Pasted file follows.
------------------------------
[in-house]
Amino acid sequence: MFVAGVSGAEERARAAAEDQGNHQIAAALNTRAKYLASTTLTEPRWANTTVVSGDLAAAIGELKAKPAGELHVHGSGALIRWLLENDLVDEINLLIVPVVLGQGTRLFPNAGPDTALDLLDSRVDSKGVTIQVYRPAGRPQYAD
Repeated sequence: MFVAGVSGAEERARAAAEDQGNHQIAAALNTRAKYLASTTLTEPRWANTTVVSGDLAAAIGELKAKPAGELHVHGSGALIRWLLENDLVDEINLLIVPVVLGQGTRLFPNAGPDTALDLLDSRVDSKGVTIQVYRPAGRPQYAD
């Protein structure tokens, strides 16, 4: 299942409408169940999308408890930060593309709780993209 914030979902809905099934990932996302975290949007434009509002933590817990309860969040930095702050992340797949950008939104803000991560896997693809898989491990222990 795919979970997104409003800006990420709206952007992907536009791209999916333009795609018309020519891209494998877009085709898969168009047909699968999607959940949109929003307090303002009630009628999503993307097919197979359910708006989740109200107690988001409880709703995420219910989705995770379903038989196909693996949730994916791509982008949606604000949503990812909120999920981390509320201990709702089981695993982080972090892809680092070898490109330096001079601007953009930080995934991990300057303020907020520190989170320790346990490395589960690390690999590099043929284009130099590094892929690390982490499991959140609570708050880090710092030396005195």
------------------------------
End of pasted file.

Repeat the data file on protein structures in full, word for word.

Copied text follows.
[in-house]
Amino acid sequence: MFVAGVSGAEERARAAAEDQGNHQIAAALNTRAKYLASTTLTEPRWANTTVVSGDLAAAIGELKAKPAGELHVHGSGALIRWLLENDLVDEINLLIVPVVLGQGTRLFPNAGPDTALDLLDSRVDSKGVTIQVYRPAGRPQYAD
Repeated sequence: MFVAGVSGAEERARAAAEDQGNHQIAAALNTRAKYLASTTLTEPRWANTTVVSGDLAAAIGELKAKPAGELHVHGSGALIRWLLENDLVDEINLLIVPVVLGQGTRLFPNAGPDTALDLLDSRVDSKGVTIQVYRPAGRPQYAD
């Protein structure tokens, strides 16, 4: 299942409408169940999308408890930060593309709780993209 914030979902809905099934990932996302975290949007434009509002933590817990309860969040930095702050992340797949950008939104803000991560896997693809898989491990222990 795919979970997104409003800006990420709206952007992907536009791209999916333009795609018309020519891209494998877009085709898969168009047909699968999607959940949109929003307090303002009630009628999503993307097919197979359910708006989740109200107690988001409880709703995420219910989705995770379903038989196909693996949730994916791509982008949606604000949503990812909120999920981390509320201990709702089981695993982080972090892809680092070898490109330096001079601007953009930080995934991990300057303020907020520190989170320790346990490395589960690390690999590099043929284009130099590094892929690390982490499991959140609570708050880090710092030396005195």